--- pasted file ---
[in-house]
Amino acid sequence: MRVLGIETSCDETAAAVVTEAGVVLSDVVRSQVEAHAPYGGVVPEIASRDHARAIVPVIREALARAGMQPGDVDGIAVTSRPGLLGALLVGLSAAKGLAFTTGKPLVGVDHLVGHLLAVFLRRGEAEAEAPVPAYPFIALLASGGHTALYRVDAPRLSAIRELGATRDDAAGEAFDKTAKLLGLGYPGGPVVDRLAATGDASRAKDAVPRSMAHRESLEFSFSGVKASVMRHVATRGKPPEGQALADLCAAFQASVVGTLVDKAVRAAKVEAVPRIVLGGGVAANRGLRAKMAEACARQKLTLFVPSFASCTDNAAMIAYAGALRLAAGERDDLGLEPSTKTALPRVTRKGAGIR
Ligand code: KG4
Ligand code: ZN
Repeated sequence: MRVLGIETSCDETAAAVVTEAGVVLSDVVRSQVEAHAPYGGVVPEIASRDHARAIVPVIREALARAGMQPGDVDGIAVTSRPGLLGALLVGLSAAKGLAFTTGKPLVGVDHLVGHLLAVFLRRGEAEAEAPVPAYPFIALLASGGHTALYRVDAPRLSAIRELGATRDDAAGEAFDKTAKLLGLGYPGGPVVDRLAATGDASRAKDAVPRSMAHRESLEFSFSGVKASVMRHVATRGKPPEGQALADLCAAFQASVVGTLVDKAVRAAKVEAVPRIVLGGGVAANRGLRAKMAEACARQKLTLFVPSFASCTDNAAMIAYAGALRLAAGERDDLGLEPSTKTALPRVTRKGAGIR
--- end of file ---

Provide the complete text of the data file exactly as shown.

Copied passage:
[in-house]
Amino acid sequence: MRVLGIETSCDETAAAVVTEAGVVLSDVVRSQVEAHAPYGGVVPEIASRDHARAIVPVIREALARAGMQPGDVDGIAVTSRPGLLGALLVGLSAAKGLAFTTGKPLVGVDHLVGHLLAVFLRRGEAEAEAPVPAYPFIALLASGGHTALYRVDAPRLSAIRELGATRDDAAGEAFDKTAKLLGLGYPGGPVVDRLAATGDASRAKDAVPRSMAHRESLEFSFSGVKASVMRHVATRGKPPEGQALADLCAAFQASVVGTLVDKAVRAAKVEAVPRIVLGGGVAANRGLRAKMAEACARQKLTLFVPSFASCTDNAAMIAYAGALRLAAGERDDLGLEPSTKTALPRVTRKGAGIR
Ligand code: KG4
Ligand code: ZN
Repeated sequence: MRVLGIETSCDETAAAVVTEAGVVLSDVVRSQVEAHAPYGGVVPEIASRDHARAIVPVIREALARAGMQPGDVDGIAVTSRPGLLGALLVGLSAAKGLAFTTGKPLVGVDHLVGHLLAVFLRRGEAEAEAPVPAYPFIALLASGGHTALYRVDAPRLSAIRELGATRDDAAGEAFDKTAKLLGLGYPGGPVVDRLAATGDASRAKDAVPRSMAHRESLEFSFSGVKASVMRHVATRGKPPEGQALADLCAAFQASVVGTLVDKAVRAAKVEAVPRIVLGGGVAANRGLRAKMAEACARQKLTLFVPSFASCTDNAAMIAYAGALRLAAGERDDLGLEPSTKTALPRVTRKGAGIR